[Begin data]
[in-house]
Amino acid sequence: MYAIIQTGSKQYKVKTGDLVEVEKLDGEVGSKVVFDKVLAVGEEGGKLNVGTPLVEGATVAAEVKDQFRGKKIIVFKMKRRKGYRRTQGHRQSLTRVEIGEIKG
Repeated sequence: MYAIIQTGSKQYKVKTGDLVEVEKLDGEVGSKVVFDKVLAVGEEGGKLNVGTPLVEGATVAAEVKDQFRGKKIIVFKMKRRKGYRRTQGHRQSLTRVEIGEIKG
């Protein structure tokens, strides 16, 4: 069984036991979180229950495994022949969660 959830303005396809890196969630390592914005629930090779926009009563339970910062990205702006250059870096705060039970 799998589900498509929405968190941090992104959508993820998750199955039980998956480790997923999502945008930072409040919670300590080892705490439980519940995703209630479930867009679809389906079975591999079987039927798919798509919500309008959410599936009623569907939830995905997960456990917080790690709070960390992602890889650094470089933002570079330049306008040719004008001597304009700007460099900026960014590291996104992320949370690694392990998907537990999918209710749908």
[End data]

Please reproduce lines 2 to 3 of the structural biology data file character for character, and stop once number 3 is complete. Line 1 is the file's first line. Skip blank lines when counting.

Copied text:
Amino acid sequence: MYAIIQTGSKQYKVKTGDLVEVEKLDGEVGSKVVFDKVLAVGEEGGKLNVGTPLVEGATVAAEVKDQFRGKKIIVFKMKRRKGYRRTQGHRQSLTRVEIGEIKG
Repeated sequence: MYAIIQTGSKQYKVKTGDLVEVEKLDGEVGSKVVFDKVLAVGEEGGKLNVGTPLVEGATVAAEVKDQFRGKKIIVFKMKRRKGYRRTQGHRQSLTRVEIGEIKG